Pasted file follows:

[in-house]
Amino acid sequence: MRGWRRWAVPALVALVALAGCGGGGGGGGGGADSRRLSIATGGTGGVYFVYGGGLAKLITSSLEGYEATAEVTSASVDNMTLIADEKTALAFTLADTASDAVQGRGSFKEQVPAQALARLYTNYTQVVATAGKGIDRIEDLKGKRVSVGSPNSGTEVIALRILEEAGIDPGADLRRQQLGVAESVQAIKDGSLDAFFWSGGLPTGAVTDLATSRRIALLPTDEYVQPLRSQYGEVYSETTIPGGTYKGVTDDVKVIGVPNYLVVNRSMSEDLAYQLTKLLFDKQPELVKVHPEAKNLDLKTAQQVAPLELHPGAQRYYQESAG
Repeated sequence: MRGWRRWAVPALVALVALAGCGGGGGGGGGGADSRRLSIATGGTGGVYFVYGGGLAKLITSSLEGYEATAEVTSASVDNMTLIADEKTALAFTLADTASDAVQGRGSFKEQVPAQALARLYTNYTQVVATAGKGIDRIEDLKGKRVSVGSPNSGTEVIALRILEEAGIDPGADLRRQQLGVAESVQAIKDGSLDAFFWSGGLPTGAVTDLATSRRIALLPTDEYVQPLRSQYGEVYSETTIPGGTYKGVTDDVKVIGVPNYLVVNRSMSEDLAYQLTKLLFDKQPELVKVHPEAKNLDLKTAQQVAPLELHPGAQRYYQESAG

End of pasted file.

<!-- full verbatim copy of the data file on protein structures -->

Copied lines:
[in-house]
Amino acid sequence: MRGWRRWAVPALVALVALAGCGGGGGGGGGGADSRRLSIATGGTGGVYFVYGGGLAKLITSSLEGYEATAEVTSASVDNMTLIADEKTALAFTLADTASDAVQGRGSFKEQVPAQALARLYTNYTQVVATAGKGIDRIEDLKGKRVSVGSPNSGTEVIALRILEEAGIDPGADLRRQQLGVAESVQAIKDGSLDAFFWSGGLPTGAVTDLATSRRIALLPTDEYVQPLRSQYGEVYSETTIPGGTYKGVTDDVKVIGVPNYLVVNRSMSEDLAYQLTKLLFDKQPELVKVHPEAKNLDLKTAQQVAPLELHPGAQRYYQESAG
Repeated sequence: MRGWRRWAVPALVALVALAGCGGGGGGGGGGADSRRLSIATGGTGGVYFVYGGGLAKLITSSLEGYEATAEVTSASVDNMTLIADEKTALAFTLADTASDAVQGRGSFKEQVPAQALARLYTNYTQVVATAGKGIDRIEDLKGKRVSVGSPNSGTEVIALRILEEAGIDPGADLRRQQLGVAESVQAIKDGSLDAFFWSGGLPTGAVTDLATSRRIALLPTDEYVQPLRSQYGEVYSETTIPGGTYKGVTDDVKVIGVPNYLVVNRSMSEDLAYQLTKLLFDKQPELVKVHPEAKNLDLKTAQQVAPLELHPGAQRYYQESAG